When I first heard the name “standing cypress,” I thought it was a tree. I have since learned that it is a beautiful, flowering biennial herb and wildflower.
Texas native; phlox family
Known by several other names – red Texas star, Texas plume and red gilia – it is a member of the phlox family and native to the southeastern United States. It is also a Texas native with a zone 6-10 hardiness rating.
- Sturdy spikes with masses of tubular flowers
Standing cypress’ sturdy nonbranching spikes of thick masses of tubular red flowers is most eye-catching. Occasionally there is a yellow or orange spike, but it is predominantly a bright scarlet red.
- Various showy garden options
Growing along fences, against walls, in meadows or in mass plantings that stand alone, it would be a beautiful background plant with shorter foliage or flowering plants in the foreground and with complementary colored blooms or variegated leaves.
Perennial with prolific seeds
Standing cypress is a prolific seed producer and is also considered a perennial for reseeding so well. In fact, it can become a little invasive reseeding, but that just means it does not have to be replanted every year.
- Sow seeds in fall or prune spikes for new growth
Seed pods should be allowed to mature completely if you wish to collect and save the seeds. Sow seeds in the fall by gently raking them into the soil. You can expect germination in 14-30 days. Alternately, you may prune the flower-depleted spike and new replacement growth will appear and extend the flowering time.
- New spikes flower second season
New plants start as rounded crowns or rosettes of ferny growth, and being biennial, you will not get flowers right away. Spikes will not usually appear until the second season, but the foliage is beautiful on its own.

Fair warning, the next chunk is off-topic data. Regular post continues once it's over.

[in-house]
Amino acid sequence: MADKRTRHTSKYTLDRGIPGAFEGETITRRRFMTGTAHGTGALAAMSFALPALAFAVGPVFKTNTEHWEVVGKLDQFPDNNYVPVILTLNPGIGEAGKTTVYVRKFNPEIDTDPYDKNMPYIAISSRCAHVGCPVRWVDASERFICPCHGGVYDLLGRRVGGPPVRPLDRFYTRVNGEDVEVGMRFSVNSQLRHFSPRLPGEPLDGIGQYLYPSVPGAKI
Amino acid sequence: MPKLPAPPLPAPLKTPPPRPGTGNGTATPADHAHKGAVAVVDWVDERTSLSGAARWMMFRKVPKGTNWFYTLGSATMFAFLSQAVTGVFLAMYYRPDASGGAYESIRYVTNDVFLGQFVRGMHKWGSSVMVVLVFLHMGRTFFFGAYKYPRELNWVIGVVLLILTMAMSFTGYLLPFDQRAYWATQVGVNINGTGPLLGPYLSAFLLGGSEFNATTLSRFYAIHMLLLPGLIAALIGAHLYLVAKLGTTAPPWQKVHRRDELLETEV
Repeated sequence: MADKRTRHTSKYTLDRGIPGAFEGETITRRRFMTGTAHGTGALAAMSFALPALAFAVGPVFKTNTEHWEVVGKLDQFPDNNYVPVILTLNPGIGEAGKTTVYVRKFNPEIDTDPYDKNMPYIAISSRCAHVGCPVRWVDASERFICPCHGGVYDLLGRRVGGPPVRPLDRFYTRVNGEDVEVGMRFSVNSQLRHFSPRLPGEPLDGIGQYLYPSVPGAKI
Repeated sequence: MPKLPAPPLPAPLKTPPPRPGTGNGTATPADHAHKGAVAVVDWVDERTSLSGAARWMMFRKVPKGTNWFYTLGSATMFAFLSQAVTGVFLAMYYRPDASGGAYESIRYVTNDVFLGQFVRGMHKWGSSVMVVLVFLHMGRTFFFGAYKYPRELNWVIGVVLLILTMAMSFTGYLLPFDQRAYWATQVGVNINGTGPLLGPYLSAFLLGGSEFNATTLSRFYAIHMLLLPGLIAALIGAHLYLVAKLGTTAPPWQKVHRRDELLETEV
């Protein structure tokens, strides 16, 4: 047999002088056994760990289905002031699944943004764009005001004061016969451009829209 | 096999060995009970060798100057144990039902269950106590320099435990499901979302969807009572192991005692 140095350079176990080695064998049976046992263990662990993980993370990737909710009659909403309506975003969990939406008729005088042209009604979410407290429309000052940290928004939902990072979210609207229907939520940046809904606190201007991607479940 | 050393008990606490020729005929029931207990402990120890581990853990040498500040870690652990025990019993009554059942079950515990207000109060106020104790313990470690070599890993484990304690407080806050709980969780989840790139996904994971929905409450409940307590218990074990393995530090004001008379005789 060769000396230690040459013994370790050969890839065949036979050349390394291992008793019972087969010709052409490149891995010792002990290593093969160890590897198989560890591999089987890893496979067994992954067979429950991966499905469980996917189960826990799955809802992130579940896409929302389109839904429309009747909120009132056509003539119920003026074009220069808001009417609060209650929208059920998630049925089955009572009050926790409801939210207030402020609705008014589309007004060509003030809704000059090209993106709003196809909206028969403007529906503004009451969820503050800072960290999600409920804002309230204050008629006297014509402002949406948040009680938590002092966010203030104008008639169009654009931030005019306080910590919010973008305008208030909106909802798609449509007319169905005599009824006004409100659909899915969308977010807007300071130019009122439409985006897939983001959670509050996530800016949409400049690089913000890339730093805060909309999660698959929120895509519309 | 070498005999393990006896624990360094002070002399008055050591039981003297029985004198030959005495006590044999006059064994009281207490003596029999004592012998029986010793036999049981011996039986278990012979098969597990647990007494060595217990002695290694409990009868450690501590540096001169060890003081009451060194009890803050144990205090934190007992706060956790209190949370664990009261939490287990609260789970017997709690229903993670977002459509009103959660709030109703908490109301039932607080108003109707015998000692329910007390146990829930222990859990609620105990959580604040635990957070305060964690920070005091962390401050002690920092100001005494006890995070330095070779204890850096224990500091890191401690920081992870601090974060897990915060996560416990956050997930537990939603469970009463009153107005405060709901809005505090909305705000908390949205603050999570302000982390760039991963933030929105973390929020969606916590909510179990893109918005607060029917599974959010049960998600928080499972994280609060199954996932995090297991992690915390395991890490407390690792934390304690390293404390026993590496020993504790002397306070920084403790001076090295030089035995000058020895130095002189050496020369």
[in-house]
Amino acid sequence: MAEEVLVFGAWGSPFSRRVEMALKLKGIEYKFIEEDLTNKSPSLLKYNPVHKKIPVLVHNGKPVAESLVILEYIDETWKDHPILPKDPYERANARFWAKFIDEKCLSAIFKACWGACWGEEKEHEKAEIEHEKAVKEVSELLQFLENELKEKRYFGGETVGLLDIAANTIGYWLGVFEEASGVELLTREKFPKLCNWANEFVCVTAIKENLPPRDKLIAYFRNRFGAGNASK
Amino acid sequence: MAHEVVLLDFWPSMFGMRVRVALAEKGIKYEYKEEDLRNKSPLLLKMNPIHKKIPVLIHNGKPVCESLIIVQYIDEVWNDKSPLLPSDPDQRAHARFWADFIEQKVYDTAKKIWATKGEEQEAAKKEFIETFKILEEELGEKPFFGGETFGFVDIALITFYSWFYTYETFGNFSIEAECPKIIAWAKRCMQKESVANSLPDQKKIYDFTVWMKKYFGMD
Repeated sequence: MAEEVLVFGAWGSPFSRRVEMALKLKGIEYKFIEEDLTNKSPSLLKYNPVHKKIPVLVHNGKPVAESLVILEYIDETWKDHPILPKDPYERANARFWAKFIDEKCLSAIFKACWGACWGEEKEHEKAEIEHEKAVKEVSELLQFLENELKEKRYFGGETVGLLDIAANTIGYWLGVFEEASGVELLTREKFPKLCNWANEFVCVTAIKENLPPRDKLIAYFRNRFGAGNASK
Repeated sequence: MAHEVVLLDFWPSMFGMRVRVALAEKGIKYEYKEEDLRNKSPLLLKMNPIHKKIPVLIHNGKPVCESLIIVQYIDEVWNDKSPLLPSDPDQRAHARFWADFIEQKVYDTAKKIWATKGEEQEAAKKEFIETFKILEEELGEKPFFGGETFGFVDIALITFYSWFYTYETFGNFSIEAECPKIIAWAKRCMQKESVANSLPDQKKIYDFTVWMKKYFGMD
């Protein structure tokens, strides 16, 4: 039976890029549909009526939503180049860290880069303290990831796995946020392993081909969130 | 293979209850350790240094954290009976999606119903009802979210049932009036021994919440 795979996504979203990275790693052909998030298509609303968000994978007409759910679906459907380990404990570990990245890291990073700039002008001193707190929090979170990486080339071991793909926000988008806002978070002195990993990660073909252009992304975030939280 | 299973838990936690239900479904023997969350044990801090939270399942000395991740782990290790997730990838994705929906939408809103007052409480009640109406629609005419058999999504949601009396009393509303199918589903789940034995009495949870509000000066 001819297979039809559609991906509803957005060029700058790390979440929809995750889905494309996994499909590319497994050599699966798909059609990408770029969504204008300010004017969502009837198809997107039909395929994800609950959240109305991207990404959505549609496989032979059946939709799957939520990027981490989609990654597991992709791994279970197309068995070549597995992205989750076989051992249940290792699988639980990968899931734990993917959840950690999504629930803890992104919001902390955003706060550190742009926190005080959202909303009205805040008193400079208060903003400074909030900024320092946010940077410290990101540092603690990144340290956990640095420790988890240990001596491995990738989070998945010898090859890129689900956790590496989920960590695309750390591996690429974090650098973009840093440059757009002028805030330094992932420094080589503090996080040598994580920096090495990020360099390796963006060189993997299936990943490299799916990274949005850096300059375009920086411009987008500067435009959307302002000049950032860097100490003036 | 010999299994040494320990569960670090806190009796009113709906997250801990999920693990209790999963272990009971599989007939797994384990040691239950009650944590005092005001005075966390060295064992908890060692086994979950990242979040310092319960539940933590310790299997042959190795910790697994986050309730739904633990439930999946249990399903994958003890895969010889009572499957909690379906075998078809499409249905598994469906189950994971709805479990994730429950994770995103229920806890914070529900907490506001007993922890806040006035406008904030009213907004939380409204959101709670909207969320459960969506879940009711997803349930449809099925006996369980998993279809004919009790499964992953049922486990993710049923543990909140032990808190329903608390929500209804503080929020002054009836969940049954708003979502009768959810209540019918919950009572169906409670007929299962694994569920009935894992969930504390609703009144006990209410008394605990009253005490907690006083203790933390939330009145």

Some sources report their plants have produced spikes in the first year. The foliage is a soft nest of dark green, very fine fern-like leaves which makes the plant easily identifiable even when it is not blooming.
- Staking can help ensure upright form
Each plant reaches a height of 2-4 feet, and may reach as much as 6 feet in favorable conditions. Each spike stands alone with the 2-inch long trumpets opening from the top and continuing down the spike as it grows upward. The showy, red, tubular flowers flair widely at the rim with orange and yellowish spotted markings in the throat.
With the strong windy weather we often have, the spikes might benefit from staking if they are growing out in the open. There are nice, tall, green stakes available that would not be noticeable in the thick foliage, and it would be well worth the added support to maintain their upright slender gracefulness.
- Can rot in soggy soil
Standing cypress is susceptible to rot if in soggy, moist or too rich soil. During a very long dry spell it will benefit from a deep watering, but let the ground dry completely before watering again. The plant has a long tap root, which helps anchor its tall plumes and helps to find moisture deep in the soil.
Standing cypress can be found growing in Victoria Educational Gardens in the xeriscape section where plants prefer little water once established and are very drought-tolerant. Standing cypress likes well-drained sand, loam, gravel or rocky fields and prefers full sun but will adapt to partial shade.
Most of the photos with this article were taken at the home of Master Gardener Pat Plowman. She has a beautiful mass planting of standing cypress in her front garden beds that has a wild, natural atmosphere about it.
Standing cypress vs. scarlet Gilia
There is another genus called scarlet Gilia (Ipomopsis aggregata), which is also found in Texas but is native mostly in the western half of the United States. It is not nearly as lush in foliage nor as abundant in the number of flowers per stalk from the examples I have seen. It also does not seem to reach the height that the I. rubra does nor are the flowers as showy.
Prime time for blooming standing cyprus
My sources varied as to the blooming times, but most agreed that standing cyprus blooms from May to as late as August. Standing cypress is very attractive to hummingbirds, bees and butterflies with its tall plumes of bright red trumpet flowers. There was a brief note in my research that said this plant is not deer-resistant.
If you are looking for an eye-catching, tall accent or background plant with striking spikes of bright red flowers, it is prime time for the easy-to-grow standing cypress.